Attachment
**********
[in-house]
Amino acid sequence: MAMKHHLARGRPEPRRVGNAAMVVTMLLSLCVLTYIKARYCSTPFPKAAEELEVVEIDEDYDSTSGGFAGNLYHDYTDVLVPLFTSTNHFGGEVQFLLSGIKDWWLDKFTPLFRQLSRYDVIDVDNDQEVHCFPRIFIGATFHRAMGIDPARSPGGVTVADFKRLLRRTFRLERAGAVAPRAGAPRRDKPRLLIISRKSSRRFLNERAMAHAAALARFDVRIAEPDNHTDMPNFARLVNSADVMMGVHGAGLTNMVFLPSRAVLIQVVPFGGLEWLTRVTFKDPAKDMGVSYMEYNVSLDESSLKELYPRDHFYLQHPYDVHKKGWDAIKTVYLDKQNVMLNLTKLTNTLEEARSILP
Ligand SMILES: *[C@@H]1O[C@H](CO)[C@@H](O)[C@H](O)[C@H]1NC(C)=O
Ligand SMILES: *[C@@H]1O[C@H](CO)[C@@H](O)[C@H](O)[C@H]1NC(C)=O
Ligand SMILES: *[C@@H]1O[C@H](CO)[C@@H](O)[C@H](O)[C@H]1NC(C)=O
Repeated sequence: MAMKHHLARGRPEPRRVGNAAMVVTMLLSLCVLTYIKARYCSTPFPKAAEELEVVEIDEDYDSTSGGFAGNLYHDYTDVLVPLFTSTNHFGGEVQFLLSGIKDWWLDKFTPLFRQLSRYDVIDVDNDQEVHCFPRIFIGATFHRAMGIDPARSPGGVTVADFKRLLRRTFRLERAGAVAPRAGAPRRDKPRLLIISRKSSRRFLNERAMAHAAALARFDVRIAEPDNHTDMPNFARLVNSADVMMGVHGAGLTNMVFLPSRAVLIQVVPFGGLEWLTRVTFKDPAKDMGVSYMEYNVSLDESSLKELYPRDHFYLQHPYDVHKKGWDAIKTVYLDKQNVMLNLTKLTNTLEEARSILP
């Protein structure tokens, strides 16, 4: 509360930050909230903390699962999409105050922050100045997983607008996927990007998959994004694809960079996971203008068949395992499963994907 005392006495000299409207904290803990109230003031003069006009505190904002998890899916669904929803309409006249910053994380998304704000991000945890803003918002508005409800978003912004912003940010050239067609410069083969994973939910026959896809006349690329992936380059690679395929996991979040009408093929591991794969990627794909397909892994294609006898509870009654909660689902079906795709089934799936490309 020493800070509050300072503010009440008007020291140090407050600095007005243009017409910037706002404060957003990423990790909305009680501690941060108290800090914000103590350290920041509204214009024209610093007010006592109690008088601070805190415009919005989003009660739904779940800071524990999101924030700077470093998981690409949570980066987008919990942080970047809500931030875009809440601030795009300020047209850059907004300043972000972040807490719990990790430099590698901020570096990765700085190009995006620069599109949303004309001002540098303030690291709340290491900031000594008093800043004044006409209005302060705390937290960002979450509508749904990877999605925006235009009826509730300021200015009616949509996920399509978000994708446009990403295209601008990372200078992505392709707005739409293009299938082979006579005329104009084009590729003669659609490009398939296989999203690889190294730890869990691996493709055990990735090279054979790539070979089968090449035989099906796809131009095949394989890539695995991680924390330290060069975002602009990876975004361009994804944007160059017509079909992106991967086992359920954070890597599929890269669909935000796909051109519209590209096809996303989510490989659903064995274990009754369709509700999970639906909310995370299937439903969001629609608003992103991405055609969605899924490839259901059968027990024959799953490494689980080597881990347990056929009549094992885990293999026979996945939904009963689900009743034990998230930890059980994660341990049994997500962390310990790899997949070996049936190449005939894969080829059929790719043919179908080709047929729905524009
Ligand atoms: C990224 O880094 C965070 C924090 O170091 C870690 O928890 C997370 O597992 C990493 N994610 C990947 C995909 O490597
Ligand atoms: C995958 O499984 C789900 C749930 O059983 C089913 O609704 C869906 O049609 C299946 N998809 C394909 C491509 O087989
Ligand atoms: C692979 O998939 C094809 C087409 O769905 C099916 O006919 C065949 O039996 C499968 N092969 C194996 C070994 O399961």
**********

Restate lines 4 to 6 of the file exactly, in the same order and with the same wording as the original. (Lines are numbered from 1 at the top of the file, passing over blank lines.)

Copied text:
Ligand SMILES: *[C@@H]1O[C@H](CO)[C@@H](O)[C@H](O)[C@H]1NC(C)=O
Ligand SMILES: *[C@@H]1O[C@H](CO)[C@@H](O)[C@H](O)[C@H]1NC(C)=O
Repeated sequence: MAMKHHLARGRPEPRRVGNAAMVVTMLLSLCVLTYIKARYCSTPFPKAAEELEVVEIDEDYDSTSGGFAGNLYHDYTDVLVPLFTSTNHFGGEVQFLLSGIKDWWLDKFTPLFRQLSRYDVIDVDNDQEVHCFPRIFIGATFHRAMGIDPARSPGGVTVADFKRLLRRTFRLERAGAVAPRAGAPRRDKPRLLIISRKSSRRFLNERAMAHAAALARFDVRIAEPDNHTDMPNFARLVNSADVMMGVHGAGLTNMVFLPSRAVLIQVVPFGGLEWLTRVTFKDPAKDMGVSYMEYNVSLDESSLKELYPRDHFYLQHPYDVHKKGWDAIKTVYLDKQNVMLNLTKLTNTLEEARSILP